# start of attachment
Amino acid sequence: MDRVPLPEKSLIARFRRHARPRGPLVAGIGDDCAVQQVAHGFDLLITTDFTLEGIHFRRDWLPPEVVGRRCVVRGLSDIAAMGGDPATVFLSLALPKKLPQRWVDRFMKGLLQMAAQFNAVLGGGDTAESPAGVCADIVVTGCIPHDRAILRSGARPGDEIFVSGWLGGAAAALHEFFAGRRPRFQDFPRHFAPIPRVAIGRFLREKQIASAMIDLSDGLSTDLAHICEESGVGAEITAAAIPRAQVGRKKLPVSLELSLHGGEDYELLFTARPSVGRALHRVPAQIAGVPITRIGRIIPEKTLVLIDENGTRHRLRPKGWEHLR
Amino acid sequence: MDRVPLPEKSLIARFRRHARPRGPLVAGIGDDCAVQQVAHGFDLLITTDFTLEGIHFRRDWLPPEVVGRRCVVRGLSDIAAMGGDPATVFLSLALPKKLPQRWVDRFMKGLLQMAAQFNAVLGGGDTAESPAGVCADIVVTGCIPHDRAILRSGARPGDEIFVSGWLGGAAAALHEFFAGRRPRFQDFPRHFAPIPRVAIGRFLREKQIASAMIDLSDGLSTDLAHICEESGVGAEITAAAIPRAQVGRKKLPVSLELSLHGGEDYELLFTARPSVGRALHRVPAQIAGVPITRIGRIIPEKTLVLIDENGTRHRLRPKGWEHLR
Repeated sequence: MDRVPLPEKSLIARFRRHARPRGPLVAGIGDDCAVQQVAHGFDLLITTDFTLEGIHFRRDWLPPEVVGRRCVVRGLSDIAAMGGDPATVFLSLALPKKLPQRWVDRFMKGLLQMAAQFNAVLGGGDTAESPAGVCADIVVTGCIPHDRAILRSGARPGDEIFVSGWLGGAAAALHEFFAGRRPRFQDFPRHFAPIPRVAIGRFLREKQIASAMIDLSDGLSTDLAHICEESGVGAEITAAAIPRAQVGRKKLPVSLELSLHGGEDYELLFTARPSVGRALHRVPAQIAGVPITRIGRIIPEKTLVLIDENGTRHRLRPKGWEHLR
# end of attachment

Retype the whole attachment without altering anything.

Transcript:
Amino acid sequence: MDRVPLPEKSLIARFRRHARPRGPLVAGIGDDCAVQQVAHGFDLLITTDFTLEGIHFRRDWLPPEVVGRRCVVRGLSDIAAMGGDPATVFLSLALPKKLPQRWVDRFMKGLLQMAAQFNAVLGGGDTAESPAGVCADIVVTGCIPHDRAILRSGARPGDEIFVSGWLGGAAAALHEFFAGRRPRFQDFPRHFAPIPRVAIGRFLREKQIASAMIDLSDGLSTDLAHICEESGVGAEITAAAIPRAQVGRKKLPVSLELSLHGGEDYELLFTARPSVGRALHRVPAQIAGVPITRIGRIIPEKTLVLIDENGTRHRLRPKGWEHLR
Amino acid sequence: MDRVPLPEKSLIARFRRHARPRGPLVAGIGDDCAVQQVAHGFDLLITTDFTLEGIHFRRDWLPPEVVGRRCVVRGLSDIAAMGGDPATVFLSLALPKKLPQRWVDRFMKGLLQMAAQFNAVLGGGDTAESPAGVCADIVVTGCIPHDRAILRSGARPGDEIFVSGWLGGAAAALHEFFAGRRPRFQDFPRHFAPIPRVAIGRFLREKQIASAMIDLSDGLSTDLAHICEESGVGAEITAAAIPRAQVGRKKLPVSLELSLHGGEDYELLFTARPSVGRALHRVPAQIAGVPITRIGRIIPEKTLVLIDENGTRHRLRPKGWEHLR
Repeated sequence: MDRVPLPEKSLIARFRRHARPRGPLVAGIGDDCAVQQVAHGFDLLITTDFTLEGIHFRRDWLPPEVVGRRCVVRGLSDIAAMGGDPATVFLSLALPKKLPQRWVDRFMKGLLQMAAQFNAVLGGGDTAESPAGVCADIVVTGCIPHDRAILRSGARPGDEIFVSGWLGGAAAALHEFFAGRRPRFQDFPRHFAPIPRVAIGRFLREKQIASAMIDLSDGLSTDLAHICEESGVGAEITAAAIPRAQVGRKKLPVSLELSLHGGEDYELLFTARPSVGRALHRVPAQIAGVPITRIGRIIPEKTLVLIDENGTRHRLRPKGWEHLR